flickr--http://www.flickr.com/photos/davidagoldfarb/
    Photography (not as up to date as the flickr site)--http://www.davidagoldfarb.com/photo
    Academic (Slavic and Comparative Literature)--http://www.davidagoldfarb.com

  7. #17

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    haris, This puts matters in a different light! Old gear is, well, old. Shutters gum up and bellows develop leaks, plus the costs you mentioned---shippping, duties, etc... You might be better off finding a reputable dealer in the EU and dealing with them directly. Tell them what you want and how much you want to spend and let them fix you up. Robert White in the UK comes to mind, but there must be others too. FWIW, See if you can find an Agfa Universal in either 5x7 or 8x10. Good LUck!

  8. #18

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    I think that you should go with 8x10. Despite what some people say you can get real cheap and simple with 8x10 and still produce world class results. (Edward Weston, Morley baer, Chamlee & Smith, etc. just to name a few). All you need is an old B&J or something similar and a cheap tessar type lens, a light builb, some Azo, film and chemicals, and you are in business.
    huh?

  9. #19

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    Thanks. I will consider all options carefully, but it seems that 8x10, contact prints are in game. And will try secondhand market, but it seems like I will have to save money for new basic outfit
    Bosnia... You don't have to be crazy to live here, but it helps...
    No things in life should be left unfinis

  10. #20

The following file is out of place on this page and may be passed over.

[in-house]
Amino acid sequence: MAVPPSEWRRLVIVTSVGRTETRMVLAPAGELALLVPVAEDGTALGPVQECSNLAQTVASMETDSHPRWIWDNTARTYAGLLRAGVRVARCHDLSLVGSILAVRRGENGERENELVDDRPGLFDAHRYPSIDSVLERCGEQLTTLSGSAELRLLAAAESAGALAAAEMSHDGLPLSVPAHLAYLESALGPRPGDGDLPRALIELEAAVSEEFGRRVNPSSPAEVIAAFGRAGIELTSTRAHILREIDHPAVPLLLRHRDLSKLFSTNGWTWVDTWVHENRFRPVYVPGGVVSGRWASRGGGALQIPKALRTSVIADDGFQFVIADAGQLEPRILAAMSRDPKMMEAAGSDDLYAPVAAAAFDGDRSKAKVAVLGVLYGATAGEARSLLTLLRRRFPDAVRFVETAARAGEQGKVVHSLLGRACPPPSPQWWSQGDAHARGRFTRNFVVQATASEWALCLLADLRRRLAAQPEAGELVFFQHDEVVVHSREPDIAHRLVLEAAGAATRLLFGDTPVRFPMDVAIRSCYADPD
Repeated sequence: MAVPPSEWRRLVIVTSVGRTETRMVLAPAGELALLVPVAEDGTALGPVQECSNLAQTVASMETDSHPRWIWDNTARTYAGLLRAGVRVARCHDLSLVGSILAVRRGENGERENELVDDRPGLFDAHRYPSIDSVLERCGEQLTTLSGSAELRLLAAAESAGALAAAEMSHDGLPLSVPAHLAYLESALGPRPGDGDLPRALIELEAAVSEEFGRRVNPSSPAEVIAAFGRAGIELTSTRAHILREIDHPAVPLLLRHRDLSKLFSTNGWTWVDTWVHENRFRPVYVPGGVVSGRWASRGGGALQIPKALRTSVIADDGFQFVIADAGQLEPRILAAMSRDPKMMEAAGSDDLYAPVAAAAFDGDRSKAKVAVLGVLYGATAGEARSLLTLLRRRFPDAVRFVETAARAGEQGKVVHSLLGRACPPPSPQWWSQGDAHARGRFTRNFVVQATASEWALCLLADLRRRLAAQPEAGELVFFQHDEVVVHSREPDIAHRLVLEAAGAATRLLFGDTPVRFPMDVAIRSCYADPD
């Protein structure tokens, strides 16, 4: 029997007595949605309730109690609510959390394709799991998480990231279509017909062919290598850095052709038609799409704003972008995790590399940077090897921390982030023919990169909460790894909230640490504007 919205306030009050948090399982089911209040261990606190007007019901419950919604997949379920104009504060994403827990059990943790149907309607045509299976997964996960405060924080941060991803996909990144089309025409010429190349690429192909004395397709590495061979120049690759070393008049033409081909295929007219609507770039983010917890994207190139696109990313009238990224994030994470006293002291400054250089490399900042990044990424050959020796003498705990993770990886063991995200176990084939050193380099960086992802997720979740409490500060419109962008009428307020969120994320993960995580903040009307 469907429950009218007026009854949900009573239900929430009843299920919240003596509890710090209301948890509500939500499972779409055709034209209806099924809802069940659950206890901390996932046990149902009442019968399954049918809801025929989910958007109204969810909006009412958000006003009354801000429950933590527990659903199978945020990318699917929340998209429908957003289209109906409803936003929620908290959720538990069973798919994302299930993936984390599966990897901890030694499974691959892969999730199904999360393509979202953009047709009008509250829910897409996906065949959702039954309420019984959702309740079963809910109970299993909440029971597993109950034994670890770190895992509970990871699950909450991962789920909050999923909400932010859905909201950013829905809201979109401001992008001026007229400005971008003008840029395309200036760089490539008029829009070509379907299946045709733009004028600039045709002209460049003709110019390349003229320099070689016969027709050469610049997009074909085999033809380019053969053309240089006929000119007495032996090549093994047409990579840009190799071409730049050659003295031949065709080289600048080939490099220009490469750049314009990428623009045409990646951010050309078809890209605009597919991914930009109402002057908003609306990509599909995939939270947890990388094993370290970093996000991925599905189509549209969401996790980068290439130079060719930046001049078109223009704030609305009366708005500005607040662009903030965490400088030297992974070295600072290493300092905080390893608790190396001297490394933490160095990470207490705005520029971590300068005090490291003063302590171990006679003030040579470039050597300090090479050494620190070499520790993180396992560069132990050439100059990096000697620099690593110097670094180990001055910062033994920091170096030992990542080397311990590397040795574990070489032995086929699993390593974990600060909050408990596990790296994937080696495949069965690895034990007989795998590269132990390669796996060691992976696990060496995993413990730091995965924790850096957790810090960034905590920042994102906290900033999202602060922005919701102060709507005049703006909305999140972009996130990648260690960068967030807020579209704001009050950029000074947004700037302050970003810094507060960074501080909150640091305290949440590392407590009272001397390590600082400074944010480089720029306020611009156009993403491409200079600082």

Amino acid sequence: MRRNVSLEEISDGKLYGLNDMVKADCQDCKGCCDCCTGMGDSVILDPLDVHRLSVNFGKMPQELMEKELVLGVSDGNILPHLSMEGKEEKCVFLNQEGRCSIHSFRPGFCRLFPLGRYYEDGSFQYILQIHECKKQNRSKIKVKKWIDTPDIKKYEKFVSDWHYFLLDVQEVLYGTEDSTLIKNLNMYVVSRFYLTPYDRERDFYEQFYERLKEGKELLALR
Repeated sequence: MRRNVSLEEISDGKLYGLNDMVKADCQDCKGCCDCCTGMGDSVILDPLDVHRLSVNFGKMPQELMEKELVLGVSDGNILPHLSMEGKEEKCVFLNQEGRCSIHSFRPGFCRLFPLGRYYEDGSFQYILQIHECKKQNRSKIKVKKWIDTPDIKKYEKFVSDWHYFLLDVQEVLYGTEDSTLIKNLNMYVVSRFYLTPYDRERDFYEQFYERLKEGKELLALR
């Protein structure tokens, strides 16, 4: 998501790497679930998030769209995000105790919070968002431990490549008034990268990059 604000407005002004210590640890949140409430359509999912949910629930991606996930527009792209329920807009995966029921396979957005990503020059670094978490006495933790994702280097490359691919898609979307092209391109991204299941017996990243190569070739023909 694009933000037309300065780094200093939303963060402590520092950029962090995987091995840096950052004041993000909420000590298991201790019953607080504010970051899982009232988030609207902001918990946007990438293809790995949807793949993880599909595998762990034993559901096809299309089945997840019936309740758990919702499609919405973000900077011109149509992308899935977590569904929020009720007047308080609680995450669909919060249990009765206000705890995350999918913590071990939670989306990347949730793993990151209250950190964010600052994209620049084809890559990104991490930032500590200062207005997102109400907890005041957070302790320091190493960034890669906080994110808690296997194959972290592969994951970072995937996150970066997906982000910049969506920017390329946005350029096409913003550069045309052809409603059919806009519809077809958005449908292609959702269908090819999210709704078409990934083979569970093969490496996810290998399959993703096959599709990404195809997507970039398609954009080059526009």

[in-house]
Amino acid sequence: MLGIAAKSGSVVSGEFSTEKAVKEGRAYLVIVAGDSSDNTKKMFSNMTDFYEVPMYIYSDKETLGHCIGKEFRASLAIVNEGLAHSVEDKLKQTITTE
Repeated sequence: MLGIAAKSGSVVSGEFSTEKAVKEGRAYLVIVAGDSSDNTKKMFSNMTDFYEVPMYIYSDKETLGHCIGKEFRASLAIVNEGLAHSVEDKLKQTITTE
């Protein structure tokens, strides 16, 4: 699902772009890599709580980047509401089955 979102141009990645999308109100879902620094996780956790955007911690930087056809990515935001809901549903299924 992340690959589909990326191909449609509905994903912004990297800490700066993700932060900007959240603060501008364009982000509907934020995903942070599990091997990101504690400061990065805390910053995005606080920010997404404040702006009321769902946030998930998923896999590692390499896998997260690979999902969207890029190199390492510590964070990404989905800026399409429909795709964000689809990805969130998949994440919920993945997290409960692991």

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    haris, How much is 8x10 film going to cost you in your country? Film and chemicals are reoccuring expenses. Also, keep in mind that for8x10, you'll need film holders---at least 3---and a heavy duty tripod. How good are you at working with your hands? You can buy used 8x10 holders and rework them if neccesary. That will save you some money(get the Eastman Kodaks made by Graflex that unscrew) As far as a tripod goes, perhaps you can find a used one locally. For a camera, do you intend to do studio work or landscapes? If you can get by with a heavy camera, the old metal calumets are cheap and plentyful, but be sure the bellows are light tight. New bellows are budget busters, as are lenses with bad shutters however you might find an otherwise excellent lens in a shutter that is gummed up and only needs a CLA: clean, lube, and adjust. Such a service runs 60-80 US dollars here. I suggest finding a reliable shop locally that can do the work for you---you'll need it sooner if not later. If you intend to take your camera afield, you'll probably be happier with a wooden field camera. A used Kodak D2 or Ansco is about as cheap as they come, offer plenty of moves and are reasonably transportable. A Deardorff or Kodak Masterview will cost more, but are much easier to work with in the field, in my opinion. For a lens, again it depends on what you intend on shooting. If you're shooting black and white, you don't need the newest multicoated lenses( again, my opinion&#33 vintage glass will serve you well, but I would always give the nod to a single coated lens over an uncoated one if possible---the one exception would be the Dagor. A 12 or 14" Commercial Ektar is a good place to start, as well as any of the Dagors, Wollensaks and the older model Rodenstocks and Schneiders. For a sweet deal, you might find a f/9 G-Claron 240mm-270mm--or 305mm enlarging lens for around $100 which you can use as a barrel lens(no shutter) and mount it later in a Copal #1 when you have the money---they usually screw right in, all you'll need is an f/stop scale. Some polaroid MP-4 copy cameras had appropriate Copal and Prontor press shutters that you might be able to get cheaply. This won't work with the WA G-Clarons, though. Good LUck!